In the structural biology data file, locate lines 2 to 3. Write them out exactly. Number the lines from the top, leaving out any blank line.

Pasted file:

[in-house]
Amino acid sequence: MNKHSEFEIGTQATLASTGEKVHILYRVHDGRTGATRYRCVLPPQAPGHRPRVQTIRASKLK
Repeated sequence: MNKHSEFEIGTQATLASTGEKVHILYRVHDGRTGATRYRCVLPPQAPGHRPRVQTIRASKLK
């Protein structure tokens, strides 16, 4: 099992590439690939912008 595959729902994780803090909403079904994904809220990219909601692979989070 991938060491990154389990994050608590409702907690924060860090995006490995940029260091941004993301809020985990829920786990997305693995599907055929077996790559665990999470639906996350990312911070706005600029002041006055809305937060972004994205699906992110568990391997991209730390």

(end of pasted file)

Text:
Amino acid sequence: MNKHSEFEIGTQATLASTGEKVHILYRVHDGRTGATRYRCVLPPQAPGHRPRVQTIRASKLK
Repeated sequence: MNKHSEFEIGTQATLASTGEKVHILYRVHDGRTGATRYRCVLPPQAPGHRPRVQTIRASKLK